Can My Old Employer Appeal My Approval for Unemployment Benefits?

Can My Old Employer Appeal My Approval for Unemployment Benefits?
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Last updated: December 2004

The following question was submitted to John Roska, an attorney/writer whose weekly newspaper column, "Q&A: The Law," runs in the St. Louis Post-Dispatch (Illinois Edition) and the Champaign News Gazette. This column provides general information, and cannot be relied upon as legal advice.

[**Editor's Note: Article was updated in 2014 to reflect new rules regarding the unemployment tax rate.]

Question

I applied for unemployment after losing my job, and was approved at first. Then, my old employer appealed, and I was found to be ineligible. Now I have to have a hearing to see if I'm eligible. Why does the employer get to appeal my case?  Since the benefits are paid by the State, why does the employer care if I get unemployment?

Answer

Unemployment benefits are paid indirectly by your old employer, through taxes. They're not paid directly from your employer to you, as some people think. But your benefits do come out of what employers pay in State taxes.

Employers care about their tax rate, which is based on how often their employees draw unemployment. They get to appeal unemployment claims to try to keep their tax rate low.

Employers pay a State unemployment tax on their payroll. Unlike Federal, State, and Social Security taxes, unemployment insurance taxes don't come out of your paycheck. The unemployment tax is paid entirely by the employer.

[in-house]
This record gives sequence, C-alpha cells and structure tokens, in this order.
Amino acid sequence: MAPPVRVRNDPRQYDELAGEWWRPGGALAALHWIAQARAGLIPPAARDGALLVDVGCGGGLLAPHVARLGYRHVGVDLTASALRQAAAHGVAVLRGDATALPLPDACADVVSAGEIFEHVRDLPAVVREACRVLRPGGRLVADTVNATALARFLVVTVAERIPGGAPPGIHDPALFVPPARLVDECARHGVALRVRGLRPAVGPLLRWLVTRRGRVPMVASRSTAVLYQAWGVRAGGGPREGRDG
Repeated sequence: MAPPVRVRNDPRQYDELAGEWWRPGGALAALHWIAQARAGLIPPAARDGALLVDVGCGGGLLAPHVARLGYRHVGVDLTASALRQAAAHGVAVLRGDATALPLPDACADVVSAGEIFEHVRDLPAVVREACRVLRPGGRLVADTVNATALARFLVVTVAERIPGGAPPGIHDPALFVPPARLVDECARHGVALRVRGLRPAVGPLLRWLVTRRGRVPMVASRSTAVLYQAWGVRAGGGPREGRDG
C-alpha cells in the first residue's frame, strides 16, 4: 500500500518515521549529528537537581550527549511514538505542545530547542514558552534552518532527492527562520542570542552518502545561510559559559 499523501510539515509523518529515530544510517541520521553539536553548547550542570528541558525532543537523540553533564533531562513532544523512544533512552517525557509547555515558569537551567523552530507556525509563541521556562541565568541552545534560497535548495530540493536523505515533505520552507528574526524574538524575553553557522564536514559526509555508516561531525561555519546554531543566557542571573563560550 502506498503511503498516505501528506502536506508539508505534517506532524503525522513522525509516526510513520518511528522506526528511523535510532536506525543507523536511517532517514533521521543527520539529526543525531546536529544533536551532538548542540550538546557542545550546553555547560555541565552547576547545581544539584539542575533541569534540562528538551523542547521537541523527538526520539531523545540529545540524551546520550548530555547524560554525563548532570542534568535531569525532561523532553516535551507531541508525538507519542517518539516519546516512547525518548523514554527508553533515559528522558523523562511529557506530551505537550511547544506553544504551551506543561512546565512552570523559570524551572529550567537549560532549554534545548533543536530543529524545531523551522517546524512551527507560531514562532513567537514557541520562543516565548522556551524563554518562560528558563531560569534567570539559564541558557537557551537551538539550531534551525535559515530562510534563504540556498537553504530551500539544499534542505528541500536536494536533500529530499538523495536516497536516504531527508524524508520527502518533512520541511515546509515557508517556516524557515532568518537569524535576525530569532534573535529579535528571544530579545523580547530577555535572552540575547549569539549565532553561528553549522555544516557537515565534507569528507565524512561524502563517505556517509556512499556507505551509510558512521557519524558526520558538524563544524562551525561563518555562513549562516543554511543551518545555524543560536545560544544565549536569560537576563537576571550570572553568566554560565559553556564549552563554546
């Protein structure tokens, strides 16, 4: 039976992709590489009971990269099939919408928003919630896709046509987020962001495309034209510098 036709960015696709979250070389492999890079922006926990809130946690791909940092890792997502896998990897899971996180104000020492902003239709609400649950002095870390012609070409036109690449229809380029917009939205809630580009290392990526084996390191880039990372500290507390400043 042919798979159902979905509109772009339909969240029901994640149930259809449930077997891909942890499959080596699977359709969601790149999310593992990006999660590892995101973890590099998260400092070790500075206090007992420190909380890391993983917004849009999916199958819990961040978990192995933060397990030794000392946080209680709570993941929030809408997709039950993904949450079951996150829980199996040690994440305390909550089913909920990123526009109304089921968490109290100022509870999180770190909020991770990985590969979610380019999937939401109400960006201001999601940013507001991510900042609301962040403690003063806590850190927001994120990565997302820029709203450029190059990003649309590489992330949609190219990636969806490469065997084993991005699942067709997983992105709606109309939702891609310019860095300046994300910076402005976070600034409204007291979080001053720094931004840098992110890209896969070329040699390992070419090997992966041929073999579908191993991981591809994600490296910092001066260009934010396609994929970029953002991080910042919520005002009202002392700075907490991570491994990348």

The unemployment taxes that all employers pay create the money pool that pays your benefits. Federal money pays to administer the program.

The unemployment tax rate is set by the Illinois Department of Employment Security. 

A particular employer's unemployment tax rate is based on their "experience rating." That rating is determined by how many unemployment claims are paid for that employer. The more the paid claims, the higher the tax rate.  The construction industry, for example, has one of the highest rates, given its seasonal and uncertain nature.

That experience rating is why your employer cares about your claim for benefits, and why they get to appeal. If your claim is denied, it won't be counted against their experience rating. Keeping that experience rating low keeps the employer's tax rate low. And the less the employer pays in taxes, the more they can pay you.  (Or keep for themselves, if they prefer.)

Employers who want to protest a former employee's claim for benefits must file a "Notice of Possible Ineligibility" within 10 days of getting notice of a claim. If they do, they're a "party," and can appeal an approved claim. If they miss the deadline, they're still asked for information and evidence about the claim, but don't get to appeal if it's approved. The fact that your eligibility for benefits was reversed means the employer in your case is a "party" who could appeal.
 

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